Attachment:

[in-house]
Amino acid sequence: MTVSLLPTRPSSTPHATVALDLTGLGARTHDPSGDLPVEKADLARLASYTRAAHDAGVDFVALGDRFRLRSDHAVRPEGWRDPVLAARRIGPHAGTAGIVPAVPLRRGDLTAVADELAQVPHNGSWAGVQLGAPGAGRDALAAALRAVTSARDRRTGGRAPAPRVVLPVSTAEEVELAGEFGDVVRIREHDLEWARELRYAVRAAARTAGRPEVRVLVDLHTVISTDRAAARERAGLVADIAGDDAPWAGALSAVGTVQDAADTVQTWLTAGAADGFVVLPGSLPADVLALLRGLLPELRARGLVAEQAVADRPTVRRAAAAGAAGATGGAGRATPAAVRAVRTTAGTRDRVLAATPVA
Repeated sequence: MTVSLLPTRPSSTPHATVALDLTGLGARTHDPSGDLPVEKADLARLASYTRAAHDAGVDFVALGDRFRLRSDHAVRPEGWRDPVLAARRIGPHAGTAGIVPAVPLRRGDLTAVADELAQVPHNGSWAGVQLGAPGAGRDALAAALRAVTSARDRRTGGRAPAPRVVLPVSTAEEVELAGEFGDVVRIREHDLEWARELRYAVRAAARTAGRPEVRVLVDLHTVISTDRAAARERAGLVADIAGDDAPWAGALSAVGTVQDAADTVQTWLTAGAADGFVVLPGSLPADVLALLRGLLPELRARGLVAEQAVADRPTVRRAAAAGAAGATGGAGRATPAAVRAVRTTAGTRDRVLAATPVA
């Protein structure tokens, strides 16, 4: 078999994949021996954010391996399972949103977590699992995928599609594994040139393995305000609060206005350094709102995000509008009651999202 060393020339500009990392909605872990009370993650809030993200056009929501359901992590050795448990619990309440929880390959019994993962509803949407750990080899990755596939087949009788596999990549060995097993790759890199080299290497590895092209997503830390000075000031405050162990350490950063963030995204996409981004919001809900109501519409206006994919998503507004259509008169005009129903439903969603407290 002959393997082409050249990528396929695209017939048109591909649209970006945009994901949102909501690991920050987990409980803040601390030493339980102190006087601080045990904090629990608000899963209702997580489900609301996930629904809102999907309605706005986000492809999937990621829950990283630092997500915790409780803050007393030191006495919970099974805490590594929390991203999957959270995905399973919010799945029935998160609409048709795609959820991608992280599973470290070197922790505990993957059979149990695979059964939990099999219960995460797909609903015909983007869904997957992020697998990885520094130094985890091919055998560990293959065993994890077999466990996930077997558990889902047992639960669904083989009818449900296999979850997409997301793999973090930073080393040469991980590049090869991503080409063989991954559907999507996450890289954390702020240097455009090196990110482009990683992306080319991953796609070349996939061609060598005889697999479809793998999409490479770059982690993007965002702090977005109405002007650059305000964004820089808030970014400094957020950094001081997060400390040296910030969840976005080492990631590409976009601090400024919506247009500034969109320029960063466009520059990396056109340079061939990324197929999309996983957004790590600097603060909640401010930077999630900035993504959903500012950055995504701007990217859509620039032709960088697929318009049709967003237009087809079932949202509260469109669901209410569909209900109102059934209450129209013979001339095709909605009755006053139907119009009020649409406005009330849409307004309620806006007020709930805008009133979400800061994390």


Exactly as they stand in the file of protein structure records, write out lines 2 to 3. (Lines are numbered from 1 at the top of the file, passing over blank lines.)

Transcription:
Amino acid sequence: MTVSLLPTRPSSTPHATVALDLTGLGARTHDPSGDLPVEKADLARLASYTRAAHDAGVDFVALGDRFRLRSDHAVRPEGWRDPVLAARRIGPHAGTAGIVPAVPLRRGDLTAVADELAQVPHNGSWAGVQLGAPGAGRDALAAALRAVTSARDRRTGGRAPAPRVVLPVSTAEEVELAGEFGDVVRIREHDLEWARELRYAVRAAARTAGRPEVRVLVDLHTVISTDRAAARERAGLVADIAGDDAPWAGALSAVGTVQDAADTVQTWLTAGAADGFVVLPGSLPADVLALLRGLLPELRARGLVAEQAVADRPTVRRAAAAGAAGATGGAGRATPAAVRAVRTTAGTRDRVLAATPVA
Repeated sequence: MTVSLLPTRPSSTPHATVALDLTGLGARTHDPSGDLPVEKADLARLASYTRAAHDAGVDFVALGDRFRLRSDHAVRPEGWRDPVLAARRIGPHAGTAGIVPAVPLRRGDLTAVADELAQVPHNGSWAGVQLGAPGAGRDALAAALRAVTSARDRRTGGRAPAPRVVLPVSTAEEVELAGEFGDVVRIREHDLEWARELRYAVRAAARTAGRPEVRVLVDLHTVISTDRAAARERAGLVADIAGDDAPWAGALSAVGTVQDAADTVQTWLTAGAADGFVVLPGSLPADVLALLRGLLPELRARGLVAEQAVADRPTVRRAAAAGAAGATGGAGRATPAAVRAVRTTAGTRDRVLAATPVA